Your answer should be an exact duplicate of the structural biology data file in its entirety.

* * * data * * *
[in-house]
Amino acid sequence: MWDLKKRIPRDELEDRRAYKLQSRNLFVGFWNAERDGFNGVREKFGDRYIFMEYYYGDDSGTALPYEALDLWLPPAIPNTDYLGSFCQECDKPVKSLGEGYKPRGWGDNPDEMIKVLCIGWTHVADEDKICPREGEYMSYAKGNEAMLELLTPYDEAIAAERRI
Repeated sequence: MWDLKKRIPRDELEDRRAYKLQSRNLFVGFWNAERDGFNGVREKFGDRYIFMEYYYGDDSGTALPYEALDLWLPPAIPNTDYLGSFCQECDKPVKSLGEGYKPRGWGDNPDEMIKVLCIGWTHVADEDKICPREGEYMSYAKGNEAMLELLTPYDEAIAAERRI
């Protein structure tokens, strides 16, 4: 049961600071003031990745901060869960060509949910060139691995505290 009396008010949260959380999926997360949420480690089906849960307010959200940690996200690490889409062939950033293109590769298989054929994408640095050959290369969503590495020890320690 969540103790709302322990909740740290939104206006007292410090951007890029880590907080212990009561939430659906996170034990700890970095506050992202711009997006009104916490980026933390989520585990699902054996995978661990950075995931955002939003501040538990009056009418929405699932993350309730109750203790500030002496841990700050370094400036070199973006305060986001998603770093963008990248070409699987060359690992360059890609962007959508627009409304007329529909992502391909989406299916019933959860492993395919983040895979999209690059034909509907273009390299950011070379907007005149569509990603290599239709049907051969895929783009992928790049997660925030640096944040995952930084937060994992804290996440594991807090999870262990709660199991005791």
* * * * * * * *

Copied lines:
[in-house]
Amino acid sequence: MWDLKKRIPRDELEDRRAYKLQSRNLFVGFWNAERDGFNGVREKFGDRYIFMEYYYGDDSGTALPYEALDLWLPPAIPNTDYLGSFCQECDKPVKSLGEGYKPRGWGDNPDEMIKVLCIGWTHVADEDKICPREGEYMSYAKGNEAMLELLTPYDEAIAAERRI
Repeated sequence: MWDLKKRIPRDELEDRRAYKLQSRNLFVGFWNAERDGFNGVREKFGDRYIFMEYYYGDDSGTALPYEALDLWLPPAIPNTDYLGSFCQECDKPVKSLGEGYKPRGWGDNPDEMIKVLCIGWTHVADEDKICPREGEYMSYAKGNEAMLELLTPYDEAIAAERRI
């Protein structure tokens, strides 16, 4: 049961600071003031990745901060869960060509949910060139691995505290 009396008010949260959380999926997360949420480690089906849960307010959200940690996200690490889409062939950033293109590769298989054929994408640095050959290369969503590495020890320690 969540103790709302322990909740740290939104206006007292410090951007890029880590907080212990009561939430659906996170034990700890970095506050992202711009997006009104916490980026933390989520585990699902054996995978661990950075995931955002939003501040538990009056009418929405699932993350309730109750203790500030002496841990700050370094400036070199973006305060986001998603770093963008990248070409699987060359690992360059890609962007959508627009409304007329529909992502391909989406299916019933959860492993395919983040895979999209690059034909509907273009390299950011070379907007005149569509990603290599239709049907051969895929783009992928790049997660925030640096944040995952930084937060994992804290996440594991807090999870262990709660199991005791």